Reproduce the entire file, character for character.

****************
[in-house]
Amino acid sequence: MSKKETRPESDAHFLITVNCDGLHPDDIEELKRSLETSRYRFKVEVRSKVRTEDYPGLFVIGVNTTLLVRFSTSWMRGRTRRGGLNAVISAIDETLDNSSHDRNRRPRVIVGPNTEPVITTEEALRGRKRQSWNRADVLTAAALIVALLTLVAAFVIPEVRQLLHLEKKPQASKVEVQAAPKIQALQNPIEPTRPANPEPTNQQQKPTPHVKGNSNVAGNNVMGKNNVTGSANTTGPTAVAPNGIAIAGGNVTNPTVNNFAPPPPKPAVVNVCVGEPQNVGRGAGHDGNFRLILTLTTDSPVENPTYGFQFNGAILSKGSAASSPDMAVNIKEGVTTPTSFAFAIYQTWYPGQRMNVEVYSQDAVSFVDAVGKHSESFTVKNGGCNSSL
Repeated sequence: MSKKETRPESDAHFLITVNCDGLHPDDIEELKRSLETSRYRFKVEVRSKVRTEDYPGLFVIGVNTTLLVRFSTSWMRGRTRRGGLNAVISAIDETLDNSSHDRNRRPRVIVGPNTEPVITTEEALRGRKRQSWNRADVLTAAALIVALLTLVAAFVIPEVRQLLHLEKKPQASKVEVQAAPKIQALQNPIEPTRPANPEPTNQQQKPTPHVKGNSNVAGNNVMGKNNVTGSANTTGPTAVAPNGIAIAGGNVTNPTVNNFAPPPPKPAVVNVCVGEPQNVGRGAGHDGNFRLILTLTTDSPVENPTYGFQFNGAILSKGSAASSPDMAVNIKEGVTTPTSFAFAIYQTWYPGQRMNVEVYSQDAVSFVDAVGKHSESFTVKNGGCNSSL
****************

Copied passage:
[in-house]
Amino acid sequence: MSKKETRPESDAHFLITVNCDGLHPDDIEELKRSLETSRYRFKVEVRSKVRTEDYPGLFVIGVNTTLLVRFSTSWMRGRTRRGGLNAVISAIDETLDNSSHDRNRRPRVIVGPNTEPVITTEEALRGRKRQSWNRADVLTAAALIVALLTLVAAFVIPEVRQLLHLEKKPQASKVEVQAAPKIQALQNPIEPTRPANPEPTNQQQKPTPHVKGNSNVAGNNVMGKNNVTGSANTTGPTAVAPNGIAIAGGNVTNPTVNNFAPPPPKPAVVNVCVGEPQNVGRGAGHDGNFRLILTLTTDSPVENPTYGFQFNGAILSKGSAASSPDMAVNIKEGVTTPTSFAFAIYQTWYPGQRMNVEVYSQDAVSFVDAVGKHSESFTVKNGGCNSSL
Repeated sequence: MSKKETRPESDAHFLITVNCDGLHPDDIEELKRSLETSRYRFKVEVRSKVRTEDYPGLFVIGVNTTLLVRFSTSWMRGRTRRGGLNAVISAIDETLDNSSHDRNRRPRVIVGPNTEPVITTEEALRGRKRQSWNRADVLTAAALIVALLTLVAAFVIPEVRQLLHLEKKPQASKVEVQAAPKIQALQNPIEPTRPANPEPTNQQQKPTPHVKGNSNVAGNNVMGKNNVTGSANTTGPTAVAPNGIAIAGGNVTNPTVNNFAPPPPKPAVVNVCVGEPQNVGRGAGHDGNFRLILTLTTDSPVENPTYGFQFNGAILSKGSAASSPDMAVNIKEGVTTPTSFAFAIYQTWYPGQRMNVEVYSQDAVSFVDAVGKHSESFTVKNGGCNSSL